Risks to Consider: Although I am convinced that oil prices will drop as soon as the current U.S.-Syria impasse is resolved, I don't think it matters to oil prices whether the solution is diplomatic or small-scale military strike. However, there is the potential for the U.S. to be overly heavy-handed and possibly getting other countries involved. Should the conflict expand beyond Syria's borders, the continued uncertainty will result in climbing oil prices. Be sure to use stops and position size properly when investing.

Action To Take -- I think there will be a resolution to the Syrian issue very soon. This resolution will remove the "uncertainty premium" in oil prices, meaning it's time to short oil. I like the United States Oil Fund as a short right now. Shorting between its current price and $40 with stops at $40.75 and a 12-month target price of $33 makes solid sense.

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7 thoughts on “What The Syrian Crisis Means For Oil Prices

  1. Yes there is plenty of oil in the world. But---the easy to extract stuff is pretty much gone and burned up. As prices went up it made sense to go after the harder to get stuff.

    Shale oil like that in the Bakken formation costs more to get out. Maybe about $60 a barrel. It is technically more challenging. It requires heavy specialized rigs to drill horizontal wells. Fracking requires huge diesel powered pumps to force sand and water under extremely high pressure into the rock to split it and to open and stuff with sand the resulting fracture cracks so they do not close when the pressure is turned off. The sand keeps these cracks propped open so oil can flow out. It all costs a heck of a lot more than the old wells did. If prices drop, drillers will stop drilling, supplies will drop and prices will again rise.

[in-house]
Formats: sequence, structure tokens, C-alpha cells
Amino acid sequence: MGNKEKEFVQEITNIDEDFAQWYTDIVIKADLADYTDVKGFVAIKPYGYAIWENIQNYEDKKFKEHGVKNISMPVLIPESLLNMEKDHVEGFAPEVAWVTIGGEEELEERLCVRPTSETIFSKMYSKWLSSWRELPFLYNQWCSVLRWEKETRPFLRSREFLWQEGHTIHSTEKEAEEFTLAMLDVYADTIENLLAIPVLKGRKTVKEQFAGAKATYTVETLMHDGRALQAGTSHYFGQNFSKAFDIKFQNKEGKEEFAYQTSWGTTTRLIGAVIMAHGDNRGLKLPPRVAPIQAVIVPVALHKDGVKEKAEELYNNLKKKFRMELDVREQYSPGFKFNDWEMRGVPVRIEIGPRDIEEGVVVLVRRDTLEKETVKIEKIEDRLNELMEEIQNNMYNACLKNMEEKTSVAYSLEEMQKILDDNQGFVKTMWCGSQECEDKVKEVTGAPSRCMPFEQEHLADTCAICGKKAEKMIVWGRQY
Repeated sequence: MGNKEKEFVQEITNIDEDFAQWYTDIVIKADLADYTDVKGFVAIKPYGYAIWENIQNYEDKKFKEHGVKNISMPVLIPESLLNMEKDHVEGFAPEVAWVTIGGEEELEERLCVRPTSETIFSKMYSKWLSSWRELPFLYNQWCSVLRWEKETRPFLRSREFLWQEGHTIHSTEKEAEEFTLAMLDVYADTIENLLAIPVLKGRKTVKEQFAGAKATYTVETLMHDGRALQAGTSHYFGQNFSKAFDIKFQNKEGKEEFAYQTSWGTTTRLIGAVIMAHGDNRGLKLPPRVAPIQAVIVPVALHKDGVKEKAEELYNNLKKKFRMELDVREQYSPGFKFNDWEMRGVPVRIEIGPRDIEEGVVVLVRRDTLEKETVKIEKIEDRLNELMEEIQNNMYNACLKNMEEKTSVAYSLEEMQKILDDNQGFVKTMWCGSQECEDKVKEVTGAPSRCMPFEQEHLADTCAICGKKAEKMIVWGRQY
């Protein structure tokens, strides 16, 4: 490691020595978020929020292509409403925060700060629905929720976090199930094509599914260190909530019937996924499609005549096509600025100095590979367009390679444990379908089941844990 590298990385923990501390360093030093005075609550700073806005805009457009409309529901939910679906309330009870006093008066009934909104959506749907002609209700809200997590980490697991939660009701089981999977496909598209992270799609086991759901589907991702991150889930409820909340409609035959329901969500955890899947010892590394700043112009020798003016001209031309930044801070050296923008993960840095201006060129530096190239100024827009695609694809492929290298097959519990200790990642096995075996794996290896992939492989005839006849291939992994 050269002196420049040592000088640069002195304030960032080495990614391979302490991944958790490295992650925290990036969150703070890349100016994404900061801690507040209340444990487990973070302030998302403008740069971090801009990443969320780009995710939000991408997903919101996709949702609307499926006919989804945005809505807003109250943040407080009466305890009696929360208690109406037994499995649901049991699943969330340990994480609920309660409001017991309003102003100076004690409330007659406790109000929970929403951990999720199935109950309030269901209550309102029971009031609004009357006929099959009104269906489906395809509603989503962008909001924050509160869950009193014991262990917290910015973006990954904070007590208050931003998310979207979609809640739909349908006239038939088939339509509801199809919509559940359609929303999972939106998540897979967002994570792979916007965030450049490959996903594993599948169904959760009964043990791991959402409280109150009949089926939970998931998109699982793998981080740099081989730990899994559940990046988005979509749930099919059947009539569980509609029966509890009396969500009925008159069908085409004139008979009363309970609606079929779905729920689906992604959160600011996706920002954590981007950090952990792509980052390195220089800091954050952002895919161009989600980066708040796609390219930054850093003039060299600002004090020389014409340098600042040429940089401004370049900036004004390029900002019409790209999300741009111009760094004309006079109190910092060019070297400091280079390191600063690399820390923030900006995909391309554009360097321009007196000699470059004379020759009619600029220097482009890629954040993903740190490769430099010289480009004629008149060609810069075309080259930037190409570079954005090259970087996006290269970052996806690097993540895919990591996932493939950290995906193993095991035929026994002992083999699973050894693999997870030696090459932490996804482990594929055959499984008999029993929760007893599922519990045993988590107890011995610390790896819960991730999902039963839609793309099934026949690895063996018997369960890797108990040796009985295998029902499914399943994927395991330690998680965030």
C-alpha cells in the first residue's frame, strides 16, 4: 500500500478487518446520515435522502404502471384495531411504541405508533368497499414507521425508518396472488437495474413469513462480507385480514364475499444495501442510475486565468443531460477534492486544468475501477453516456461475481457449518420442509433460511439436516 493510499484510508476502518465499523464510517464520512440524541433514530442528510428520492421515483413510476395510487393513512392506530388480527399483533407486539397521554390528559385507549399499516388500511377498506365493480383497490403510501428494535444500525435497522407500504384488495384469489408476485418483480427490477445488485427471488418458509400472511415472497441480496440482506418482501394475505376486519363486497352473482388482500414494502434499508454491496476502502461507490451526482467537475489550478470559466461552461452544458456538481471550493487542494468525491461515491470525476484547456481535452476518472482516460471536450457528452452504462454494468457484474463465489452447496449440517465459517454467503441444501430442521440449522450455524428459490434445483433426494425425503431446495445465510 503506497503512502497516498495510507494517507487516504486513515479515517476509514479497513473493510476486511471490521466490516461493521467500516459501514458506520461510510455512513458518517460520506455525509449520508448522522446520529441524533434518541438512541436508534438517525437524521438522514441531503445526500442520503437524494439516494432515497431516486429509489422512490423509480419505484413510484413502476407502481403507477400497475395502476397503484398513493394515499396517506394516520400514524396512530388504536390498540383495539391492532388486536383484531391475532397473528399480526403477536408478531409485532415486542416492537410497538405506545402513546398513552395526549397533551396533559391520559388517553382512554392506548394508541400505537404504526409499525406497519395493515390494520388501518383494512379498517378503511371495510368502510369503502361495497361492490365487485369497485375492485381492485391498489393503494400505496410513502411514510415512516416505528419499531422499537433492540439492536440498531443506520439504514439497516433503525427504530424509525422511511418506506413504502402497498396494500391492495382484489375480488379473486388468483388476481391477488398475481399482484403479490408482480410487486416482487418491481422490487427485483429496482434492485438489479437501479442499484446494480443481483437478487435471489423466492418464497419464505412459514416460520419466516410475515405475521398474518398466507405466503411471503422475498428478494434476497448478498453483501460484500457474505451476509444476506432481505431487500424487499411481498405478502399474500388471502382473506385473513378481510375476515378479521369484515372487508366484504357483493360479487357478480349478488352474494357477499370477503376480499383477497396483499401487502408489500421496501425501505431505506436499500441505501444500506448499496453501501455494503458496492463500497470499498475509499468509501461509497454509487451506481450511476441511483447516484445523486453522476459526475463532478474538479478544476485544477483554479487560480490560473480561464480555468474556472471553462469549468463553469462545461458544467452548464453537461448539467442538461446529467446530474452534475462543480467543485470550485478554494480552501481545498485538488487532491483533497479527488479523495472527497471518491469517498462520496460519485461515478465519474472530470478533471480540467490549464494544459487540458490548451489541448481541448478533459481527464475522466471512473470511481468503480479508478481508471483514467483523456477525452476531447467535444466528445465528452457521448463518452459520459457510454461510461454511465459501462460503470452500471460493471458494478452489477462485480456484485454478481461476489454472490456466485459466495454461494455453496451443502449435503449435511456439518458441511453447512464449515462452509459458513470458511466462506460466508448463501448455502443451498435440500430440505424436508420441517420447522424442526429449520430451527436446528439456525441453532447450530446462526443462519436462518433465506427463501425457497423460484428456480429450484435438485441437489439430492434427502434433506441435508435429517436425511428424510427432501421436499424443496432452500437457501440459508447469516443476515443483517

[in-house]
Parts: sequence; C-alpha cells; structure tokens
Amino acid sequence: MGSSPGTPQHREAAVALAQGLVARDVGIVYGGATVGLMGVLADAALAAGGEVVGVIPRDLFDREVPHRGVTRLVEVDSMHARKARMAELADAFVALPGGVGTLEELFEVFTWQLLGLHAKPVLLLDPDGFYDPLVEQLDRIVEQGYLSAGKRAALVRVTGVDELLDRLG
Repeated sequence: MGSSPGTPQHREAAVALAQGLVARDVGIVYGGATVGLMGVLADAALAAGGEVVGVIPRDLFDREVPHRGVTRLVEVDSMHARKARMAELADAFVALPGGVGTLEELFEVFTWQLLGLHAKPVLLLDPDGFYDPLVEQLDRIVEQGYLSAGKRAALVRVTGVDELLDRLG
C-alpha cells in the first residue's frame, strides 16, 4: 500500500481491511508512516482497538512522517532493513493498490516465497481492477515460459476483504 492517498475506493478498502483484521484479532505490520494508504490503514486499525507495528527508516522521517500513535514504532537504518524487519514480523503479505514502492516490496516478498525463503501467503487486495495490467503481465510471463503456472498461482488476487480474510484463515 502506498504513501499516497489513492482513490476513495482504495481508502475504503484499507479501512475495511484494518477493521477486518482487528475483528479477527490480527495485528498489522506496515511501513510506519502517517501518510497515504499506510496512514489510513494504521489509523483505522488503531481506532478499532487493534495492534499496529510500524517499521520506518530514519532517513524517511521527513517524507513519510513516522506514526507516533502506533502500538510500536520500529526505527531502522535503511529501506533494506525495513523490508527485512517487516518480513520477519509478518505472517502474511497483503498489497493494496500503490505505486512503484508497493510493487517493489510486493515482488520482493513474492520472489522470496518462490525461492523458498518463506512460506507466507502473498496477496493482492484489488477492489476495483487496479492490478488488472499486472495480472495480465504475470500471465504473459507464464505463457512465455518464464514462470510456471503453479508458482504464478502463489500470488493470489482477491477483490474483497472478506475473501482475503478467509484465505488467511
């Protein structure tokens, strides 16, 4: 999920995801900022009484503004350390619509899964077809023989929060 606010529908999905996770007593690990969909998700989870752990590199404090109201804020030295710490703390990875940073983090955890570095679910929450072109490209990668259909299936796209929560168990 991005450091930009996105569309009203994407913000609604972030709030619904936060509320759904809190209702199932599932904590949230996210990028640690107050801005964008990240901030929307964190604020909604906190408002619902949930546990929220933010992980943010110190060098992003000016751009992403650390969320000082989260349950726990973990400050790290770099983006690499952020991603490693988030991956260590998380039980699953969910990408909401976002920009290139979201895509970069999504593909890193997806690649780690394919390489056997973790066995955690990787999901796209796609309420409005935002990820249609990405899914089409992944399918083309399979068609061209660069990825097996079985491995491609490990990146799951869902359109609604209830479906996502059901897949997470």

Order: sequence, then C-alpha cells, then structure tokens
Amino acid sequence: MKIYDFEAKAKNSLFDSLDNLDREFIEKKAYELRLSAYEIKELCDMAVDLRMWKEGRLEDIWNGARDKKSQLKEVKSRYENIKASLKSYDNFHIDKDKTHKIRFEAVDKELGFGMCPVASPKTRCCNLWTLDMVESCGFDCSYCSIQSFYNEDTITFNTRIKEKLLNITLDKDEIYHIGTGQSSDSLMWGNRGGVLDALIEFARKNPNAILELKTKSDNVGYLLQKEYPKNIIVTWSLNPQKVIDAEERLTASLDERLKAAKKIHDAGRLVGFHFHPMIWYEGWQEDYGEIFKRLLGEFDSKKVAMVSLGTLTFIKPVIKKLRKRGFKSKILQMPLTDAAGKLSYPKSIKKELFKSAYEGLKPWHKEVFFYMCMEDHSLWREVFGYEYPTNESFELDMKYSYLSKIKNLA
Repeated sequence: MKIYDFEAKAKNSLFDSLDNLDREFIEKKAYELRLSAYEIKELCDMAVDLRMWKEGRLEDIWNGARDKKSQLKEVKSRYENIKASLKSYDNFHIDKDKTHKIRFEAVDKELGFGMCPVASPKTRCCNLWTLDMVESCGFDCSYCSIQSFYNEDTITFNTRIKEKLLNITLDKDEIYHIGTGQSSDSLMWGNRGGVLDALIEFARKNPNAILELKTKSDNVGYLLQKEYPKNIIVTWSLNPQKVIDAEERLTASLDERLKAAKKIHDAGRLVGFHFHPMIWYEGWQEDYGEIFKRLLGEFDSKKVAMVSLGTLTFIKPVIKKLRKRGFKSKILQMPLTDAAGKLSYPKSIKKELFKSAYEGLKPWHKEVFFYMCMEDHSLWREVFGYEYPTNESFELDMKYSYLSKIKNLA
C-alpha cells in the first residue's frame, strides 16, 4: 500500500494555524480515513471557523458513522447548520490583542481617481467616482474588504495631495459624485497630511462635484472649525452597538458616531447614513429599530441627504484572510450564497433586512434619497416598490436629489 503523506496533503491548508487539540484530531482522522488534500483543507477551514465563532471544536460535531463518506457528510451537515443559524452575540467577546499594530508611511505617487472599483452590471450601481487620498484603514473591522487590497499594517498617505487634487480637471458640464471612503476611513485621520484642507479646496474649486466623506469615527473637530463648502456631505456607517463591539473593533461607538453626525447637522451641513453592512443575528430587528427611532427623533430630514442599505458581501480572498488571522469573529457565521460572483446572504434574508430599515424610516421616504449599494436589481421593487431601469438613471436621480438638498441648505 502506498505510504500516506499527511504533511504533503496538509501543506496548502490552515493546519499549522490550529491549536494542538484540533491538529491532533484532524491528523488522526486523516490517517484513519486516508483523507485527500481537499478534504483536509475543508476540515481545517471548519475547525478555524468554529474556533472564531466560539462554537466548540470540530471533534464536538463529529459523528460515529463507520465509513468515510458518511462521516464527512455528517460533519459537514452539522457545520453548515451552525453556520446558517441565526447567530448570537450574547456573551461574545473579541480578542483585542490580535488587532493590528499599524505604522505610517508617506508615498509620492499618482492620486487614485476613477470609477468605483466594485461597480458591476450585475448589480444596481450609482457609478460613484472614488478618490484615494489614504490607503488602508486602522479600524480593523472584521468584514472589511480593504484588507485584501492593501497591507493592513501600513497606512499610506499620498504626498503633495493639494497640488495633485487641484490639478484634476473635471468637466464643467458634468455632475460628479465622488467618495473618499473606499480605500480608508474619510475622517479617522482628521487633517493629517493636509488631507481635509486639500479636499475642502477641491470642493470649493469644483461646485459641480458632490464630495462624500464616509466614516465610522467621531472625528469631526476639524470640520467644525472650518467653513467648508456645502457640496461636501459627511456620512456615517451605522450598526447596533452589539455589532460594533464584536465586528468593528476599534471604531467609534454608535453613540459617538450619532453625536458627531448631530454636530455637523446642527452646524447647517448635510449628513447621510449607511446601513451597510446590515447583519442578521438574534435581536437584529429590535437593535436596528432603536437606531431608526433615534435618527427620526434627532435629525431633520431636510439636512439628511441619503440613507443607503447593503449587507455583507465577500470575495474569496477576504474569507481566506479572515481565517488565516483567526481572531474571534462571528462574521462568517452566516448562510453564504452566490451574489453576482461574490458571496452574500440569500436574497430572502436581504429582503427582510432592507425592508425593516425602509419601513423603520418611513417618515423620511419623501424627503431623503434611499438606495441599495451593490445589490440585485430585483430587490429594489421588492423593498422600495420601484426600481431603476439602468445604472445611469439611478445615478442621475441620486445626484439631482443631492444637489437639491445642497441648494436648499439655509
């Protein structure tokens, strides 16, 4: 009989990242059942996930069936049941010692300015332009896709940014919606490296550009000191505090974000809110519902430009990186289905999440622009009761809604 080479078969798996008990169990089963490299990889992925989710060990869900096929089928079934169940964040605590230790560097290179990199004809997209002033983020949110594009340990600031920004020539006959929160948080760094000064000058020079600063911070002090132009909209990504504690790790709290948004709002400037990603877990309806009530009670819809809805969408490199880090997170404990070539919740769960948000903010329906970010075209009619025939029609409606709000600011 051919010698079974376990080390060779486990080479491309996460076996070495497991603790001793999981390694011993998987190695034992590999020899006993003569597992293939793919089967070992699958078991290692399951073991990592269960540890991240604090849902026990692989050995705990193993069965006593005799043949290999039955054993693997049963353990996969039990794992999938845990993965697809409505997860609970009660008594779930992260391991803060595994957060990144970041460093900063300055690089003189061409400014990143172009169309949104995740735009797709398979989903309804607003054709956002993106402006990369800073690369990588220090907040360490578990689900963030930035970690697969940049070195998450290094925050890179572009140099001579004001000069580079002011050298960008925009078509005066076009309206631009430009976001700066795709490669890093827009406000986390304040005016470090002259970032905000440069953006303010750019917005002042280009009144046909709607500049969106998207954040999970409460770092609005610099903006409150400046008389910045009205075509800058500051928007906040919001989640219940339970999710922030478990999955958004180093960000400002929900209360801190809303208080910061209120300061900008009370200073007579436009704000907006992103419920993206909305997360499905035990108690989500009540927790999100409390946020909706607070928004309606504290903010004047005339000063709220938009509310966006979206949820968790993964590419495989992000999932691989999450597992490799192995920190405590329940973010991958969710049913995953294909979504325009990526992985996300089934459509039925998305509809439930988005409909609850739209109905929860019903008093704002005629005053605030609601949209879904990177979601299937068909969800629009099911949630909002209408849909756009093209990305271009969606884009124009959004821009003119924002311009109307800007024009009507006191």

Drilling under the ocean is even mroe expensive. Some fields are not worth drilling if oil is under a hundred dollars.

    The cheap stuff has mostly all been burned up already. If we want to burn more in our cars it will cost more. There is no going back because the cheap stuff is gone.

  2. I found this article very interesting, but am slightly confused. You said uncertainty produces bearish effects, and certainty, bullish. Yet you expect oil prices to rise due to uncertainty. Please could you explain the misunderstanding. Thanks.

  3. As usual a temporary bump up in spot oil pricing relating to Syria's instability and then normal pricing after the situation gets old.

  4. I think the possibility of a missile strike by the U.S. against Syria provided traders who were long on Oil a chance to sell off their positions at highly inflated prices. The truth is that there is plenty of oil, all around the world, that will ultimately be extracted thru fracking and other new extraction technologies. However, despite this abundancy of oil, the futures market, probably due to manipulation, has significantly overvalued this commodity. As I understand it, the trading price of oil or "benchmark" is not the same price actually paid by the Refiners, which is less. Like the U.K. Government, the United States Energy Department should initiate an investigation into price fixing in the oil market rather than spending all its time and resources on Syria, which really is not even close to being a threat to our National Security.

  5. Good article and story from your trading past. I know from experience how much it hurts when trades like that blow up. Regarding USO, my thought is that it's a little premature to short here given that USO is in a pretty solid uptrend. Your "risks to consider" area is a good caution. We'll see how long the solution to Syria actually takes.